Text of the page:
Skip to content

Chaining Truck Tires May Be Required for Georgia’s Winters

Chaining Truck Tires May Be Required for Georgia’s WintersIt’s no secret that wintertime in Georgia can bring snowy and icy roads, making driving dangerous, particularly in north Georgia. Some drivers have learned the tricks of maneuvering around in winter weather by putting snow tires on their vehicle or even by putting cement bags in the trunk to weigh the car down to guard against sliding.

But what about those huge commercial trucks traveling the roadways?

If a semi-truck loses traction, the situation can end in a devastating truck accident. That’s why regulations have been enacted in each state regarding chaining of truck tires during winter weather.

What happens if trucks don’t chain up their tires?

Truck drivers are required to know the law in each state they travel through when it comes to safety regulations. Failure to follow rules related to chaining tires can result in hefty fines, but if a semi-truck causes an accident and injures someone because the driver failed to attach chains, your personal injury case may become a little easier to prove.

At any time they deem it necessary, the Georgia Department of Transportation has the authority to close or limit access to certain roadways if the weather poses a significant danger. When that happens, all drivers will be notified by road signage that they must pull over and install tire chains. When it comes to blocking a road or causing an accident as a result of violating that law, any driver can be fined up to $1,000.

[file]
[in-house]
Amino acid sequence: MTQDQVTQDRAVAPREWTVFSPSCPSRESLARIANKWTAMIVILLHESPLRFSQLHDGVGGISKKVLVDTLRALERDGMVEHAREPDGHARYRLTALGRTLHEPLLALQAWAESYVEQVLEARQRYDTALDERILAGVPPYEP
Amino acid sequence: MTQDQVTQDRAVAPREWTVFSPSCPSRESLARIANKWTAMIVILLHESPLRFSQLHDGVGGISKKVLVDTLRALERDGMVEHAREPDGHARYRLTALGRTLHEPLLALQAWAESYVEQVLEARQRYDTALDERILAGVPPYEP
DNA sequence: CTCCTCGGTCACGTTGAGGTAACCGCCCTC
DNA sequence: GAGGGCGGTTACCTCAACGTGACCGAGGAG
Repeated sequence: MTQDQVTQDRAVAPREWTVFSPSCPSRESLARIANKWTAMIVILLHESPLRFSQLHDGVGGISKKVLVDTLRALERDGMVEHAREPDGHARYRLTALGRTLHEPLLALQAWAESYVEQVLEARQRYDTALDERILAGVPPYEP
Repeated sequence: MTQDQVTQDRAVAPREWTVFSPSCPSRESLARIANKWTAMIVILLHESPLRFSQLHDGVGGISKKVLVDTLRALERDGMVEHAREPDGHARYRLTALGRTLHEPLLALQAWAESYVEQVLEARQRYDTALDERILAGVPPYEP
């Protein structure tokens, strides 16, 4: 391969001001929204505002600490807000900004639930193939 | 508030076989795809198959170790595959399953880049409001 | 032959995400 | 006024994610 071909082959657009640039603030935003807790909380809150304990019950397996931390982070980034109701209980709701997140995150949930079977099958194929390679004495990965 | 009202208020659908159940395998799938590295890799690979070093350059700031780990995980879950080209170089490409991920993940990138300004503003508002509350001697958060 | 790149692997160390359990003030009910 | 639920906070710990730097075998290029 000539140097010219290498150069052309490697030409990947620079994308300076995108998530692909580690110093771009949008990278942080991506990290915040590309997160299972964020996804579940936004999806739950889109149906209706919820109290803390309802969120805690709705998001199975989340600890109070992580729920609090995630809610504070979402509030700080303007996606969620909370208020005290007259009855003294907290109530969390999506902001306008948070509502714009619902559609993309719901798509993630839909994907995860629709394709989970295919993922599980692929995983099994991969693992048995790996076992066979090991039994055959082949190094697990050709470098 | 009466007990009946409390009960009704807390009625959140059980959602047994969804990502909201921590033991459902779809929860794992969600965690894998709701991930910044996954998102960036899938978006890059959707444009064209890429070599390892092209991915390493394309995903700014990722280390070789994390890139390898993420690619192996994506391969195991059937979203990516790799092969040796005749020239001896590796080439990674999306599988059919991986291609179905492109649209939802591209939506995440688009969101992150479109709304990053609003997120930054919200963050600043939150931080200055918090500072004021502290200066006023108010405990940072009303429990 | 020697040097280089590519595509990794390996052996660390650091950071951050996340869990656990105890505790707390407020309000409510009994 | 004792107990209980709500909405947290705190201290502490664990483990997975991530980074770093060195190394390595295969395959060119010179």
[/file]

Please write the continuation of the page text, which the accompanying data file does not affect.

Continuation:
How many snow chains are required for semi-trucks?

Under Georgia law, commercial trucks with four or more drive wheels are required to affix appropriate chains to at least four drive wheel tires. Truck chains can weigh 80 to 100 pounds each, so drivers sometimes consider it a hassle to stop to put them on. It’s a time-consuming chore, so some truckers may opt to take the risk that they can make it safely through an area with inclement weather and into a region where chains are unnecessary without affecting their schedule. The problem with that idea is that chains are not secured properly, they have the potential to fly off and hit other vehicles.

A steel link chain can cause damage and injury by:

  • Crashing through a windshield, hitting you or a passenger in the head and causing a traumatic brain injury or wrongful death.
  • Getting lodged under a car’s axle, causing it to stop and be hit by other vehicles, or sending the vehicle out of control and hitting other nearby cars or trucks.
  • Startling a driver who swerves to avoid the chain and collides with other vehicles or runs off the road, suffering a spinal cord injury or other serious injuries.

How do you put chains on an 18-wheeler?

There are several steps for adding tire chains to a truck. Missing just one step can end in disaster.

  • Inspect. Laying the chains flat on the ground to ensure they’re in safe working condition is the first thing that should be done. If the chains are damaged, they should not be placed onto a tire, and the driver should stay put until the weather clears or a new chain can be obtained.
  • Drape. The chains should be spread across the tire, centered over the tread and worked into the tire grooves before being pulled tight.
  • Clip. The chain clips should face outward to avoid wearing the sidewall, which can cause a blowout.
  • Tighten. Tightening the cams is necessary to fasten the whole chain down by increasing the chain tension as they’re turned.
  • Secure. For added safety, the chains do have the option of being tightened further with bungee straps that act like a web to keep the chains pulled over the tire.

A truck that doesn’t have enough chains on its tires, or if those chains are not properly installed, can cause  a semi-truck to lose control. Details such as these can be important to winning your case. If you’ve been the victim of a truck accident, you need an experienced legal team that knows which evidence to look for to strengthen your claim.

To schedule your free case evaluation today with one of our Savannah or Atlanta truck accident attorneys at Harris Lowry Manton LLP, call our Atlanta office at 404-998-8847, our Savannah office at 912-417-3774, or we invite you to reach out to us through our contact page to tell us your story.


Scroll To Top